Models Aid in Tsunami Planning and Preparation
On 26 December 2004, a massive earthquake with a magnitude of 9.0 struck Indonesia off the west coast of northern Sumatra. In the nine hours that followed, there were 14 aftershocks with magnitudes between 5.7 and 7.3.
The earthquakes triggered powerful tsunamis with wave heights up to 10m that moved through the Indian Ocean region at over 500km/hr. The tsunami caused widespread death and injuries, displaced thousands and destroyed towns, homes, infrastructure, and livelihoods and wrecked coastal areas. The death toll was up to 273 636 with 220 153 in Indonesia alone. Australia absorbed some of the brunt of the tsunami along the coast of Western Australia. (Emergency Management Australia, 2006)
The tragic events of the Indian Ocean tsunami highlighted limitations in response and alert systems for coastal communities of Western Australia.
A partnership between scientists and decision makers
The Fire and Emergency Services Authority of Western Australia (FESA), established a partnership with Geoscience Australia to improve their knowledge of the tsunami hazard, to understand potential impacts along the coast of Western Australia and to raise community awareness.
Specific scientific questions were developed to fulfil the information requirements of emergency managers and local land-use planners.
- what is the maximum credible tsunami or what is the likelihood of a large tsunami?
- what is the time between the earthquake event and tsunami arrival at the location?
- what is the extent of inundation from the tsunami impact?
- what damage is expected?
- what differences are expected if the tsunami arrives at the location at different tide levels?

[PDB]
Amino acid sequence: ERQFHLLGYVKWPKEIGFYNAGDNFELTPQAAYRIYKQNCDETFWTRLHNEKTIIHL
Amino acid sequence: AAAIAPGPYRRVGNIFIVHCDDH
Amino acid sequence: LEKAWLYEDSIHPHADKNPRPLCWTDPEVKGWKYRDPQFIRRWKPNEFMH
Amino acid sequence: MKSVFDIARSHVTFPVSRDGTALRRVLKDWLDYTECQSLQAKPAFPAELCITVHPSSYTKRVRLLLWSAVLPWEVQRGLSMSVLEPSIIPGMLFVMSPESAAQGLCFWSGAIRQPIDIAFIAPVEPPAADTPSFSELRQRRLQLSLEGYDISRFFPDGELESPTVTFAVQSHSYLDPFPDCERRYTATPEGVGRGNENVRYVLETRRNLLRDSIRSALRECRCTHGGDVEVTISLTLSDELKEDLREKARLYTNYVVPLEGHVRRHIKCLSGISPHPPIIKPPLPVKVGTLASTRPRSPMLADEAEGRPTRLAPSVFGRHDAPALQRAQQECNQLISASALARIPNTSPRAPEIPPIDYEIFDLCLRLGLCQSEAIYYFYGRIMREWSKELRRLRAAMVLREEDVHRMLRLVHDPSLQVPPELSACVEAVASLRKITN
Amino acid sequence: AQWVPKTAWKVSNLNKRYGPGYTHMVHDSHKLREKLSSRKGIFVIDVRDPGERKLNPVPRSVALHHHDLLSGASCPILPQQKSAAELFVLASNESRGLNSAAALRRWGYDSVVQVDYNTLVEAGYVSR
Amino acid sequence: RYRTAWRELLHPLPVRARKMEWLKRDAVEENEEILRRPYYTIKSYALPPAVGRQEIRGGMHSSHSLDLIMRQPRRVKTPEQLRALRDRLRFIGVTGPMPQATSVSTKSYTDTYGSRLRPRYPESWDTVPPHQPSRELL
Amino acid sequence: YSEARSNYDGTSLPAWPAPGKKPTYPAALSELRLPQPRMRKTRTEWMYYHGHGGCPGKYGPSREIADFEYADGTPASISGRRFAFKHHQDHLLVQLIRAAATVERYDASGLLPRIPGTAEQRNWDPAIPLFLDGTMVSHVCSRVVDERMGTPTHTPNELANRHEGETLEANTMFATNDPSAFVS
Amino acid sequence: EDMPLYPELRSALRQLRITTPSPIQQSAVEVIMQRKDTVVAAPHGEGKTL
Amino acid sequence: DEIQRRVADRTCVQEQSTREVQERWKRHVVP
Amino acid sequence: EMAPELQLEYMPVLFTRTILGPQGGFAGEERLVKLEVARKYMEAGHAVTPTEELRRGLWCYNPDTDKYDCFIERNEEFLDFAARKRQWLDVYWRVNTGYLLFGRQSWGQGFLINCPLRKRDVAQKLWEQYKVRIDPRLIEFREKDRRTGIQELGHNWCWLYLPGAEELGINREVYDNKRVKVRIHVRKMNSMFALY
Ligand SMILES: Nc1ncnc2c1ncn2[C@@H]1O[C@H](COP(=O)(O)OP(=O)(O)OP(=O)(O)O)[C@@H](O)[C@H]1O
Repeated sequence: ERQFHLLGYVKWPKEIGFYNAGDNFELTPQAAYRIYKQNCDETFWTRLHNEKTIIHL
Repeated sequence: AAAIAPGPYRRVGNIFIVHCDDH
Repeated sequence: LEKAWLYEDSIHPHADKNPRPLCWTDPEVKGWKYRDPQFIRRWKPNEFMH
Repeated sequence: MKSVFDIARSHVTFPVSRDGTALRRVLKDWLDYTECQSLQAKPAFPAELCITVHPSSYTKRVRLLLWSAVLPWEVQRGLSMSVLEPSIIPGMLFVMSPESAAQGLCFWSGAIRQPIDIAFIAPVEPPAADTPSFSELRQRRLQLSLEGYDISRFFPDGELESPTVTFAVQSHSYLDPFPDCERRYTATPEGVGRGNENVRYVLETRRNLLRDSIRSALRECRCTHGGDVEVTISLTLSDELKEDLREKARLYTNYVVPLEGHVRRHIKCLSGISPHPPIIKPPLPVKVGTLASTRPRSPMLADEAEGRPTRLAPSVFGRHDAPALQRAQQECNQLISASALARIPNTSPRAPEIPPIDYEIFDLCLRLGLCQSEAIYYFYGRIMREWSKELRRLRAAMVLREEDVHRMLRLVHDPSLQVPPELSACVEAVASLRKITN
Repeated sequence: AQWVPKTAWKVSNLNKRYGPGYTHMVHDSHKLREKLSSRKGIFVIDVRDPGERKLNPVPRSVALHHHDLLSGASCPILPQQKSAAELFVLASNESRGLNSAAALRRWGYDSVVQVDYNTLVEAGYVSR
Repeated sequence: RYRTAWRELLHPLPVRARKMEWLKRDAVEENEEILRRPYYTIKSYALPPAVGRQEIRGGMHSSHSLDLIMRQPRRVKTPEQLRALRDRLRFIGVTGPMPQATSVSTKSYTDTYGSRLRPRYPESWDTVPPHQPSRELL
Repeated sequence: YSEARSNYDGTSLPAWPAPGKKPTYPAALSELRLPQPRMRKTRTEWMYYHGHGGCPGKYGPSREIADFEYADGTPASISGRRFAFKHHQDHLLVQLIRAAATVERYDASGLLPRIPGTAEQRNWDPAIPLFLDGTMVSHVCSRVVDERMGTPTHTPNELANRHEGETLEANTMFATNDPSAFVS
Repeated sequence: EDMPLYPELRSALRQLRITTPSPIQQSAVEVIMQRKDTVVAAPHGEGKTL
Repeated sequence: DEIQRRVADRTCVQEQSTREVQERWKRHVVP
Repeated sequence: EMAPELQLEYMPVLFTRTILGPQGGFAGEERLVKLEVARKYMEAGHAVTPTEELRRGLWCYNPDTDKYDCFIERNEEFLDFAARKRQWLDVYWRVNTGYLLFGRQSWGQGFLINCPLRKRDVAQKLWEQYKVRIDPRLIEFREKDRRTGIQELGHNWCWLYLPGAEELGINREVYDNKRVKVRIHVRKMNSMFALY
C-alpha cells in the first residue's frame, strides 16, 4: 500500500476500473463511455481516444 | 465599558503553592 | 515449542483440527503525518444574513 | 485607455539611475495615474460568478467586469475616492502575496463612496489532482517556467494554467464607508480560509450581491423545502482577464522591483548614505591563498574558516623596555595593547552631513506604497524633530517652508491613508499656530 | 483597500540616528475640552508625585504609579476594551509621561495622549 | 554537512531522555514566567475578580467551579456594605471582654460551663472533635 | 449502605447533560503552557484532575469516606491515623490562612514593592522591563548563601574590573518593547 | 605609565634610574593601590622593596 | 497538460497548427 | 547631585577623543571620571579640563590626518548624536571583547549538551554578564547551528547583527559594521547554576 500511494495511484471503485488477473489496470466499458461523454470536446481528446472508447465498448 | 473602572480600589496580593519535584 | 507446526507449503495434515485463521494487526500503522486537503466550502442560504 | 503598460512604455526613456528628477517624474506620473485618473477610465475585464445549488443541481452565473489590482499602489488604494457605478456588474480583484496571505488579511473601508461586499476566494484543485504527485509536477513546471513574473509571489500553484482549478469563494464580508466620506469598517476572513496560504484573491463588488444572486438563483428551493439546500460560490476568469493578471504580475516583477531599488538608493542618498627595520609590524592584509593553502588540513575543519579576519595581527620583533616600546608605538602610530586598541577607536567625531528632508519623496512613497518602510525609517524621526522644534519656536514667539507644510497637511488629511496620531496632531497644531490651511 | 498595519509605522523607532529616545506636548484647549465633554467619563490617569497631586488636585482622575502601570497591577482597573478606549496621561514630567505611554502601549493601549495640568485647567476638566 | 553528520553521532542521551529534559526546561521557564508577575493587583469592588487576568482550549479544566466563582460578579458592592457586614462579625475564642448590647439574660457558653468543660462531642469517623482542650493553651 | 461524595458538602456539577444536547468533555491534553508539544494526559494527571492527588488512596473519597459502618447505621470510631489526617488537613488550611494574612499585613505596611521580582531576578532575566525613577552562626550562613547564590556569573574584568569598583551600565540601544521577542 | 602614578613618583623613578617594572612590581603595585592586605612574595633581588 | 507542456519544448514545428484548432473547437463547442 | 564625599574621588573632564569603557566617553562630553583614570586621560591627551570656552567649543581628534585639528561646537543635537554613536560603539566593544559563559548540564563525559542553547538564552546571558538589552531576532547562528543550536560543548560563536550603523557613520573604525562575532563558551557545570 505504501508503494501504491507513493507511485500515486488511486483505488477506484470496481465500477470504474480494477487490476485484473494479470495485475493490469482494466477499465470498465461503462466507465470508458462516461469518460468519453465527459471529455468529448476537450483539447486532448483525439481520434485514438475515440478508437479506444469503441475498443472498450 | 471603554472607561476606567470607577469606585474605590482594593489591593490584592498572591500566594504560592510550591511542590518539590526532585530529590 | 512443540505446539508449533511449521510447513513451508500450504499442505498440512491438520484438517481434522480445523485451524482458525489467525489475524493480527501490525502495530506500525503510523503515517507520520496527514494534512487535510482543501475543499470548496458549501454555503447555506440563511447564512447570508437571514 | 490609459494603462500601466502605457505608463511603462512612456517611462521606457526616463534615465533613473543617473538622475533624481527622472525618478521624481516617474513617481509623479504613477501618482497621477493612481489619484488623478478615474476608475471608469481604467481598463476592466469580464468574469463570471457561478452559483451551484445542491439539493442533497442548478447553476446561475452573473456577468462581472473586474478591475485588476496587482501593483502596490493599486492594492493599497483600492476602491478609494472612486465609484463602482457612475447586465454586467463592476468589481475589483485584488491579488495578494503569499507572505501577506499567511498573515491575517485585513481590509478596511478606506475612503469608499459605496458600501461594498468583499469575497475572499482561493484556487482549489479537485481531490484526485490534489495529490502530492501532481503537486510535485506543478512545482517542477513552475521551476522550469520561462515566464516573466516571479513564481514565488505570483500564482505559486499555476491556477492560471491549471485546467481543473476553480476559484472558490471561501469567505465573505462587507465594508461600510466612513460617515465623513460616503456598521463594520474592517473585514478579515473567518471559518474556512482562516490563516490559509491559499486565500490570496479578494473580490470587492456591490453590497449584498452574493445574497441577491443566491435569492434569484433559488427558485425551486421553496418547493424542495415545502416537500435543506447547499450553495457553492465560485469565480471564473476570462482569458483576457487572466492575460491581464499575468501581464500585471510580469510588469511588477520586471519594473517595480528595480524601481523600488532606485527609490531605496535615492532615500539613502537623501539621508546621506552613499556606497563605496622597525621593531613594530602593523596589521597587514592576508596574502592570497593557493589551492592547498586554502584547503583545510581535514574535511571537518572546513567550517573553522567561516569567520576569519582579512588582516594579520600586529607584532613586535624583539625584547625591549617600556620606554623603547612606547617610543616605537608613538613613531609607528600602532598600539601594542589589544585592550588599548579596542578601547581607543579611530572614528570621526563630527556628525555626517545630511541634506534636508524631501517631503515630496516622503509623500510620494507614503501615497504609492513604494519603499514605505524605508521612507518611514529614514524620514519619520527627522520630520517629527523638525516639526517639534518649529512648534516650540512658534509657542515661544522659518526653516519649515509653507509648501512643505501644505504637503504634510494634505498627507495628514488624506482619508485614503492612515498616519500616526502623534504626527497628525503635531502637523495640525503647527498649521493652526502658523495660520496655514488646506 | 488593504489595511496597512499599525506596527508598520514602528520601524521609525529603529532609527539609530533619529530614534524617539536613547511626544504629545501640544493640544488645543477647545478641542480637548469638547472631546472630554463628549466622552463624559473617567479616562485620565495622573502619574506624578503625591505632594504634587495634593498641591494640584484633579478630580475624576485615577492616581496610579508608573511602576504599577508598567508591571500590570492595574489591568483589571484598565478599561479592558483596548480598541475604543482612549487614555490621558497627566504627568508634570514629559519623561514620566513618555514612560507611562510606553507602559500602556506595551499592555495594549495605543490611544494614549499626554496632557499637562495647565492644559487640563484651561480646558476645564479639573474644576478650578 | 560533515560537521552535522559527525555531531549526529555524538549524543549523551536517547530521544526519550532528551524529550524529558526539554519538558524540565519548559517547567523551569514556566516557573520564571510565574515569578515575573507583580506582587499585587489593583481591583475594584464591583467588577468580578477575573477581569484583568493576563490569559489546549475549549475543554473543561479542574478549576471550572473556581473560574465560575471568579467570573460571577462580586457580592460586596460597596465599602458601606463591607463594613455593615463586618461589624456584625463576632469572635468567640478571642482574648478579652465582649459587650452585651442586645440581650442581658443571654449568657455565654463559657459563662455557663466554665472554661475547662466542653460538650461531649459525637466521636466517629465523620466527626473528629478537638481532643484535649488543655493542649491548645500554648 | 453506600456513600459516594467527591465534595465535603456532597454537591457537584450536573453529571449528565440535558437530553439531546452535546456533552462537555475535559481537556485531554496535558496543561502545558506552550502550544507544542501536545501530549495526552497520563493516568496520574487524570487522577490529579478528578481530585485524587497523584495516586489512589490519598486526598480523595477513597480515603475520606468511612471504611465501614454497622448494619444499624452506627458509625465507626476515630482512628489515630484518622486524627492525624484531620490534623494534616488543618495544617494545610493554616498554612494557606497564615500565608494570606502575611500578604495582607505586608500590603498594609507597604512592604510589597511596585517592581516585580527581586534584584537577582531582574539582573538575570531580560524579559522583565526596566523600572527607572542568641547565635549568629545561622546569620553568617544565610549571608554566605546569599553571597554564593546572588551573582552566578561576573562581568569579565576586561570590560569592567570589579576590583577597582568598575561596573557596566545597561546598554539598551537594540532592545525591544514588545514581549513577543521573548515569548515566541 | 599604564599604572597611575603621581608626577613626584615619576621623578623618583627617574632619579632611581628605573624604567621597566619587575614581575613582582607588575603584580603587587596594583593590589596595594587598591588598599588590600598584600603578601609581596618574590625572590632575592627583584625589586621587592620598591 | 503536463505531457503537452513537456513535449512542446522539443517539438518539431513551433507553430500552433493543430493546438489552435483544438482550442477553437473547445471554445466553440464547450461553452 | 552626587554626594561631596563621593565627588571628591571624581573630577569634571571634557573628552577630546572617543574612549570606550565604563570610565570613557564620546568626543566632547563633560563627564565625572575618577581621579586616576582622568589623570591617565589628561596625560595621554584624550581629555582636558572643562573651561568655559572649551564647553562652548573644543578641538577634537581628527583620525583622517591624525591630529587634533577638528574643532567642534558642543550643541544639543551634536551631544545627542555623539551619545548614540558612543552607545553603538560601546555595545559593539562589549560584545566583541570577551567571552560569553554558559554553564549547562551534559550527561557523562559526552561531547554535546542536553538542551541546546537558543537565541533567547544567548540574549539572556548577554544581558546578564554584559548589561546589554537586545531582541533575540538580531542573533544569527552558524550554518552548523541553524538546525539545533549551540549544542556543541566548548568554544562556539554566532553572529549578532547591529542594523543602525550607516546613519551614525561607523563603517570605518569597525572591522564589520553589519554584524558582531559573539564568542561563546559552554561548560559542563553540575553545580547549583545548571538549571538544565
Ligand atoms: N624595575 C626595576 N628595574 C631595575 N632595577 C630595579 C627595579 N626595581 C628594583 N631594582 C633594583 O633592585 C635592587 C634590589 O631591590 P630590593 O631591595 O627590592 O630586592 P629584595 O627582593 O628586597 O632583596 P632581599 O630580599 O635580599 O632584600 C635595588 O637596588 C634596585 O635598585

How these questions were answered
Geoscience Australia developed numerical models of how tsunamis are generated and how they behave as they propagate from source to shore.
We also worked with data custodians in Western Australia to build models relevant to FESA. The outputs of these models were incorporated into three-dimensional visualisations and GIS-based decision making tools.
How scientific details were provided
The outputs were targeted to provide information to FESA on the specific questions that had been raised, in a way that was easy to understand by emergency managers. To address the question of credible tsunami size and likelihood, FESA was provided with a probabilistic tsunami hazard map for Western Australia. It described the minimum offshore tsunami wave height (at 100m water depth) with a given probability of exceedance. This product was combined with anecdotal evidence of community impact experiences during the Indian Ocean Tsunami in 2004 and FESA's knowledge of Western Australia communities to determine the areas that were selected for a more detailed analysis.
Based on the remaining questions, the following outputs were produced at the determined locations for a number of tsunami selected from the hazard map that were considered to be credible 'worst-case' scenario events:
- time of tsunami arrival
- maximum inundation maps
- maximum flow speed maps; these can assist in understanding the threat of tsunami in both the onshore and offshore environment.
The benefits of working together
The collaborative tsunami risk assessment work between FESA and Geoscience Australia has improved community safety in Western Australia. It allows emergency managers to prioritise planning and mitigation activities for communities that are identified as being at greater risk, and provides initial estimates of tsunami impact based on a selection of representative 'worst-case' scenarios. FESA now understands how a tsunami could affect the length of the Western Australia coastline and also identify potential implications that may compromise emergency response infrastructure.
Topic contact: email@example.com Last updated: November 18, 2010